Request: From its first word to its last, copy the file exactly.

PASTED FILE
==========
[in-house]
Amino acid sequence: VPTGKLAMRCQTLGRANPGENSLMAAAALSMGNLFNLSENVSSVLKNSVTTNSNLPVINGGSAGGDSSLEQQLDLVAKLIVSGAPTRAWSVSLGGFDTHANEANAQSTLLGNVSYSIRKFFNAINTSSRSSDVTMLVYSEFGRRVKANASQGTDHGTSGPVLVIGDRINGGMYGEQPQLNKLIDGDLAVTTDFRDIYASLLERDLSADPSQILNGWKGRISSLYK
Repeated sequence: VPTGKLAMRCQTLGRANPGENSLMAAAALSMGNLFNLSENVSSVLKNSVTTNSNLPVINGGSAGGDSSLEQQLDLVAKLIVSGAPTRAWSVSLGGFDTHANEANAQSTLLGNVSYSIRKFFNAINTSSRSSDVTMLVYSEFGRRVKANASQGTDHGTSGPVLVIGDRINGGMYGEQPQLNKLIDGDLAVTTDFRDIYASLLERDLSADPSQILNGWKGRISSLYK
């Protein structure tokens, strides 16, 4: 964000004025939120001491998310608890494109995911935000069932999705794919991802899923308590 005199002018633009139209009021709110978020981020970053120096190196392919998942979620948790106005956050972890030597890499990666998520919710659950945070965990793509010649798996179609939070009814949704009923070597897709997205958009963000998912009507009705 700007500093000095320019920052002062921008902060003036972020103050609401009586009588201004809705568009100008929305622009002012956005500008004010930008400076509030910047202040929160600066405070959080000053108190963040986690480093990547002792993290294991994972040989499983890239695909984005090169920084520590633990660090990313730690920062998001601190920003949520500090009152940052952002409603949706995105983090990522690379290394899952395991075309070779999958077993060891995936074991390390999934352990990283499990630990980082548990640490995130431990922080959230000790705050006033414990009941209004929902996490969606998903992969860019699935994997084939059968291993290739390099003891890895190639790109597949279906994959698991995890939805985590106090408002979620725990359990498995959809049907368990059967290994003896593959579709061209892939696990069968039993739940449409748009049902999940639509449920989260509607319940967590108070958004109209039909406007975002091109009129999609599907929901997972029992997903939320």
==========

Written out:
[in-house]
Amino acid sequence: VPTGKLAMRCQTLGRANPGENSLMAAAALSMGNLFNLSENVSSVLKNSVTTNSNLPVINGGSAGGDSSLEQQLDLVAKLIVSGAPTRAWSVSLGGFDTHANEANAQSTLLGNVSYSIRKFFNAINTSSRSSDVTMLVYSEFGRRVKANASQGTDHGTSGPVLVIGDRINGGMYGEQPQLNKLIDGDLAVTTDFRDIYASLLERDLSADPSQILNGWKGRISSLYK
Repeated sequence: VPTGKLAMRCQTLGRANPGENSLMAAAALSMGNLFNLSENVSSVLKNSVTTNSNLPVINGGSAGGDSSLEQQLDLVAKLIVSGAPTRAWSVSLGGFDTHANEANAQSTLLGNVSYSIRKFFNAINTSSRSSDVTMLVYSEFGRRVKANASQGTDHGTSGPVLVIGDRINGGMYGEQPQLNKLIDGDLAVTTDFRDIYASLLERDLSADPSQILNGWKGRISSLYK
């Protein structure tokens, strides 16, 4: 964000004025939120001491998310608890494109995911935000069932999705794919991802899923308590 005199002018633009139209009021709110978020981020970053120096190196392919998942979620948790106005956050972890030597890499990666998520919710659950945070965990793509010649798996179609939070009814949704009923070597897709997205958009963000998912009507009705 700007500093000095320019920052002062921008902060003036972020103050609401009586009588201004809705568009100008929305622009002012956005500008004010930008400076509030910047202040929160600066405070959080000053108190963040986690480093990547002792993290294991994972040989499983890239695909984005090169920084520590633990660090990313730690920062998001601190920003949520500090009152940052952002409603949706995105983090990522690379290394899952395991075309070779999958077993060891995936074991390390999934352990990283499990630990980082548990640490995130431990922080959230000790705050006033414990009941209004929902996490969606998903992969860019699935994997084939059968291993290739390099003891890895190639790109597949279906994959698991995890939805985590106090408002979620725990359990498995959809049907368990059967290994003896593959579709061209892939696990069968039993739940449409748009049902999940639509449920989260509607319940967590108070958004109209039909406007975002091109009129999609599907929901997972029992997903939320």